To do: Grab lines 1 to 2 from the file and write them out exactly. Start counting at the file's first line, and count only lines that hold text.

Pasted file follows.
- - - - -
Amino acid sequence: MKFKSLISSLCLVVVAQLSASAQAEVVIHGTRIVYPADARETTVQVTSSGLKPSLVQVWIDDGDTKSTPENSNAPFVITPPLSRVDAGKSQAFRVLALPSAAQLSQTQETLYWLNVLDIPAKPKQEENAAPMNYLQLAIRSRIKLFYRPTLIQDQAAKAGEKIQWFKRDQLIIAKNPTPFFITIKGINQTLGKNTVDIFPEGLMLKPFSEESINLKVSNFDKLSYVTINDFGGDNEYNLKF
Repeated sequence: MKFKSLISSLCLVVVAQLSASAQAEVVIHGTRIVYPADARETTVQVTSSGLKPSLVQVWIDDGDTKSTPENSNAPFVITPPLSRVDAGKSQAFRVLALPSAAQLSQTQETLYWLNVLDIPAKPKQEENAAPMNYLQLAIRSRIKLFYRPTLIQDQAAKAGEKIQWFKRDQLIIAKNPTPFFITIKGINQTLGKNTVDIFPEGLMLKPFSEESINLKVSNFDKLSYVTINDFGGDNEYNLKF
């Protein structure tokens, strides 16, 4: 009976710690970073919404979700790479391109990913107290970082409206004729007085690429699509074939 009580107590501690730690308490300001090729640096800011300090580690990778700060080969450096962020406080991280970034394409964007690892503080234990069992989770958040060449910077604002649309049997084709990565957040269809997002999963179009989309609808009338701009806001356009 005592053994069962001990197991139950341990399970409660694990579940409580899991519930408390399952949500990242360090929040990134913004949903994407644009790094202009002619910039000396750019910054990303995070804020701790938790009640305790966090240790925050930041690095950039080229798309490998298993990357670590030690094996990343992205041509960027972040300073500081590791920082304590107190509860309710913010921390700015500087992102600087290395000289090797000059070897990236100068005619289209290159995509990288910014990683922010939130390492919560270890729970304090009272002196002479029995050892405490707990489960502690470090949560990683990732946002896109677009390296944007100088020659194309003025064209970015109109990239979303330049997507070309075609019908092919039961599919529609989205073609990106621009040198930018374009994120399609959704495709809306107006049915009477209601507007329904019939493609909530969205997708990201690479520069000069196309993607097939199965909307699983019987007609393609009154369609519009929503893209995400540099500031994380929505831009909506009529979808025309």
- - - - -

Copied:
Amino acid sequence: MKFKSLISSLCLVVVAQLSASAQAEVVIHGTRIVYPADARETTVQVTSSGLKPSLVQVWIDDGDTKSTPENSNAPFVITPPLSRVDAGKSQAFRVLALPSAAQLSQTQETLYWLNVLDIPAKPKQEENAAPMNYLQLAIRSRIKLFYRPTLIQDQAAKAGEKIQWFKRDQLIIAKNPTPFFITIKGINQTLGKNTVDIFPEGLMLKPFSEESINLKVSNFDKLSYVTINDFGGDNEYNLKF
Repeated sequence: MKFKSLISSLCLVVVAQLSASAQAEVVIHGTRIVYPADARETTVQVTSSGLKPSLVQVWIDDGDTKSTPENSNAPFVITPPLSRVDAGKSQAFRVLALPSAAQLSQTQETLYWLNVLDIPAKPKQEENAAPMNYLQLAIRSRIKLFYRPTLIQDQAAKAGEKIQWFKRDQLIIAKNPTPFFITIKGINQTLGKNTVDIFPEGLMLKPFSEESINLKVSNFDKLSYVTINDFGGDNEYNLKF